The late Michael Crichton has a book called Travels which is more or less an autobiography of his early life. How he entered (and eventually left) medical school, selling his first few novels, and getting involved in the great, grinding machine of Hollywood. It’s a bit dry at points, but there’s some pretty interesting stuff in there. Including a fun story about how he once almost killed Sean Connery with a speeding train. Also how he and his girlfriend were molested by an elephant while camping in Africa.
If those last two sentences don’t make you want to buy that book, you have no real business being here.
For our purposes today, though, the important thing is a piece of writing advice young Michael got from his dad. If you want to know the full story behind it, again, grab the book. I’ll give you the short form.
Be very careful when you use the word obvious or its adverbial kissing cousin, obviously. It’s one of those words that should always get a second look in fiction, nonfiction, email, random message board posts, and so on.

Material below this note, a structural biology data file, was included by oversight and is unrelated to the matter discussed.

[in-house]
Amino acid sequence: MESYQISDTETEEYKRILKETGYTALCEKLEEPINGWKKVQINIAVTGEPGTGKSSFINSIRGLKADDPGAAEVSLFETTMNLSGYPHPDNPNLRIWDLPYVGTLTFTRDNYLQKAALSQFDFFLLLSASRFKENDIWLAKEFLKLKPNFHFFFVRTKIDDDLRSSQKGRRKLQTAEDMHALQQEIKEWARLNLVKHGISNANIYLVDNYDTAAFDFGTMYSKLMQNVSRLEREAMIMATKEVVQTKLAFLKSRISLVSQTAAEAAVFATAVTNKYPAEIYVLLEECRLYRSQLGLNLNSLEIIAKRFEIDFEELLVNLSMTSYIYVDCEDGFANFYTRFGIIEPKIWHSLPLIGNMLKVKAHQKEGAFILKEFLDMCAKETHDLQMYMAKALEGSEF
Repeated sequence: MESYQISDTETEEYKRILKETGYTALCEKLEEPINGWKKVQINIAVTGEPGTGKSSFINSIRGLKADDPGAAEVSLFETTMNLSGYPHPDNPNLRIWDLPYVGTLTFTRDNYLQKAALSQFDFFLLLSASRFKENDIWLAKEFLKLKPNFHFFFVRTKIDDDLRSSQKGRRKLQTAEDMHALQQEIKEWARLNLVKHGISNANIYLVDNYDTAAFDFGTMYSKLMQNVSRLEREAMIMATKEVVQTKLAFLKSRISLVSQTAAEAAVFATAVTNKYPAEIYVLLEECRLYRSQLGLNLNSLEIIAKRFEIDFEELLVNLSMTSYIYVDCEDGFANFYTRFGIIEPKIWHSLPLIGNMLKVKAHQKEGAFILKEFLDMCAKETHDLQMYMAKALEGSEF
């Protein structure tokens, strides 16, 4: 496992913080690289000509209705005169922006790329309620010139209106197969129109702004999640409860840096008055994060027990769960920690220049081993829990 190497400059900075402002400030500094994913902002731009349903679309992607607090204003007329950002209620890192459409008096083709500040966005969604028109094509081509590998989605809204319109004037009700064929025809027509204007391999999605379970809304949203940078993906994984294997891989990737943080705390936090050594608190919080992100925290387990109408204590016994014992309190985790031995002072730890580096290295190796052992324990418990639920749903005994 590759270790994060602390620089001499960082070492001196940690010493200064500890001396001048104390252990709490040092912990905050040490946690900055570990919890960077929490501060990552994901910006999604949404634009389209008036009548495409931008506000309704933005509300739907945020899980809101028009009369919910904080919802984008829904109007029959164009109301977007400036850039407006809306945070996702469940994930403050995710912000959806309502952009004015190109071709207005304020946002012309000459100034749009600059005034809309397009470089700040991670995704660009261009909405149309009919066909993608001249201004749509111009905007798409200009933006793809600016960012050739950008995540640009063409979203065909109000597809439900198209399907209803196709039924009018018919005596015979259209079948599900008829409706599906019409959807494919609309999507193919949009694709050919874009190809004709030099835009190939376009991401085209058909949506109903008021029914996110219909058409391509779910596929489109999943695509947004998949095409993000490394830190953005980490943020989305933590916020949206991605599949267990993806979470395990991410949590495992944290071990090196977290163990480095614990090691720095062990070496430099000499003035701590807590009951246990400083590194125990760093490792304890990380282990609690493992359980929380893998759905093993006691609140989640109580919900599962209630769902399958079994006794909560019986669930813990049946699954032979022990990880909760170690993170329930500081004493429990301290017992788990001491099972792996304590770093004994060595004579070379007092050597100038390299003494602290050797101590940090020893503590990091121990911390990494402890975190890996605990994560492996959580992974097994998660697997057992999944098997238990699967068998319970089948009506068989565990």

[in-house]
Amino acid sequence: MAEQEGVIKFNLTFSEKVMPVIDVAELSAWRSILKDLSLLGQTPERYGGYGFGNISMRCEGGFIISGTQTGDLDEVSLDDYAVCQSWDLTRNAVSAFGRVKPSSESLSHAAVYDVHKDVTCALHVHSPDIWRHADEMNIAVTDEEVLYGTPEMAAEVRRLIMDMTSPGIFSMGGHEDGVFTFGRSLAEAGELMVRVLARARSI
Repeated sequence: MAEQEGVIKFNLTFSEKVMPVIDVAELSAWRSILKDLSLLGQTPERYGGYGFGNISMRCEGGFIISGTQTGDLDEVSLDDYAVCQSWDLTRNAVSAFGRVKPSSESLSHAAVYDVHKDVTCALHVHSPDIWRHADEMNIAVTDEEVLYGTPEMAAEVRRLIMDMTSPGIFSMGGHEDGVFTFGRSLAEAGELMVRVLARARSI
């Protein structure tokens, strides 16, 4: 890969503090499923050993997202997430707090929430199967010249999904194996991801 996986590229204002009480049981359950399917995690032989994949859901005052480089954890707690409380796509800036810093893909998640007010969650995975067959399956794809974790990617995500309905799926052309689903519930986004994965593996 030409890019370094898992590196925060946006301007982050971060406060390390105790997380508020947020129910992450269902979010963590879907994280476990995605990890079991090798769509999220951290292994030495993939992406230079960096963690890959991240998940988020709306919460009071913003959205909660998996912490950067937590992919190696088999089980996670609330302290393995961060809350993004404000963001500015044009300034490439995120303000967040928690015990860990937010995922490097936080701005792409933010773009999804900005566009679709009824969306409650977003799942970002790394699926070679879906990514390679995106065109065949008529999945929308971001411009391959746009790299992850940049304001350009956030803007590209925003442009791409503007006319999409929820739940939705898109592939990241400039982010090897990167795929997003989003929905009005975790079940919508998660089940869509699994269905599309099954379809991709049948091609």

If something isn’t obvious, it sounds arrogant to say it is. Think of all those times you’ve asked someone a question and they’ve answered you with “Isn’t it obvious?” If it was obvious we wouldn’t’ve asked the question (actual or implied). What the speaker or narrator is saying is, effectively, “I know I’m way smarter than you idiots and want to gloat about it.” So, if this is the situation, don’t use the word obvious, because the character or narrator in question is going to look like a jerk.
Unless, of course, the character saying so is supposed to be a jerk.
On the flipside, if something really is obvious, then you still don’t need the word. Things that are obvious are… well, obvious. The sky is blue. Sugar is sweet. Ninjas are cool. Expensive things cost money. Oxford is a good school. Nazis are bad. Colonel Hans Landa is very bad. Car crashes hurt, especially if you’re outside the car. All these things are, in fact, obvious to everyone, so it’s just wasted words for a writer to tell us so.
Try it. Use the “Find” feature to look for obvious or obviously in your latest manuscript and see how often you really need it.
Except for that one guy from Pod Six. He needs it. He’s a jerk.
Next time, by request and also by a series of conversations, let’s have a little talk about God and other gods.
Until then, go write.